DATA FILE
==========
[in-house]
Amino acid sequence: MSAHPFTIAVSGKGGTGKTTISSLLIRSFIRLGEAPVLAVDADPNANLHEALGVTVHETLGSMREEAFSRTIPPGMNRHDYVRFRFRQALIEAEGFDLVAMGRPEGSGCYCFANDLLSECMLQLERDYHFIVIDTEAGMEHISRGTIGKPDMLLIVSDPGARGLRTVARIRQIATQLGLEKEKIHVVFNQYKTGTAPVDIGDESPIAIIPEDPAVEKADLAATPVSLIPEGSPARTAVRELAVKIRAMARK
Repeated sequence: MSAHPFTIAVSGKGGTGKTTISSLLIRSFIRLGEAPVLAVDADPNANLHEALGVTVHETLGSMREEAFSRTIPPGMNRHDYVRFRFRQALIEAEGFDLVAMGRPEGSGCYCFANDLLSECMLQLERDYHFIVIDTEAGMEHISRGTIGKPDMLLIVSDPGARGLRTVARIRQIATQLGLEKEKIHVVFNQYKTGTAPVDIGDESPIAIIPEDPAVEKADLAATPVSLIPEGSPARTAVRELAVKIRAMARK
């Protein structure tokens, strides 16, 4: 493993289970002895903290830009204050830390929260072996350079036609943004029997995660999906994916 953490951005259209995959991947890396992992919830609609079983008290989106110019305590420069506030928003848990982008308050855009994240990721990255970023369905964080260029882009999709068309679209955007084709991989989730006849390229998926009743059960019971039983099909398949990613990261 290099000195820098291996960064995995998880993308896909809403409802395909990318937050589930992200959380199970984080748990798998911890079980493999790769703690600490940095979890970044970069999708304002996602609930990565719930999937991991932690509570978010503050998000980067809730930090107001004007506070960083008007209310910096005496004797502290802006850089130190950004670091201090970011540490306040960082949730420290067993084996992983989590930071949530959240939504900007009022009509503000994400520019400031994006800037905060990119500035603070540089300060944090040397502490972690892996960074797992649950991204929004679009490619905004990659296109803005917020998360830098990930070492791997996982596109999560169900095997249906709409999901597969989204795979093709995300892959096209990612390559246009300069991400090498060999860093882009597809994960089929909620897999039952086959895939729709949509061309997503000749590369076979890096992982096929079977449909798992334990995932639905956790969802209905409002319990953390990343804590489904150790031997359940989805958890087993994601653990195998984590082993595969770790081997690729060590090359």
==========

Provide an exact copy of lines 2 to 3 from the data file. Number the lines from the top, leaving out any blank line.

Amino acid sequence: MSAHPFTIAVSGKGGTGKTTISSLLIRSFIRLGEAPVLAVDADPNANLHEALGVTVHETLGSMREEAFSRTIPPGMNRHDYVRFRFRQALIEAEGFDLVAMGRPEGSGCYCFANDLLSECMLQLERDYHFIVIDTEAGMEHISRGTIGKPDMLLIVSDPGARGLRTVARIRQIATQLGLEKEKIHVVFNQYKTGTAPVDIGDESPIAIIPEDPAVEKADLAATPVSLIPEGSPARTAVRELAVKIRAMARK
Repeated sequence: MSAHPFTIAVSGKGGTGKTTISSLLIRSFIRLGEAPVLAVDADPNANLHEALGVTVHETLGSMREEAFSRTIPPGMNRHDYVRFRFRQALIEAEGFDLVAMGRPEGSGCYCFANDLLSECMLQLERDYHFIVIDTEAGMEHISRGTIGKPDMLLIVSDPGARGLRTVARIRQIATQLGLEKEKIHVVFNQYKTGTAPVDIGDESPIAIIPEDPAVEKADLAATPVSLIPEGSPARTAVRELAVKIRAMARK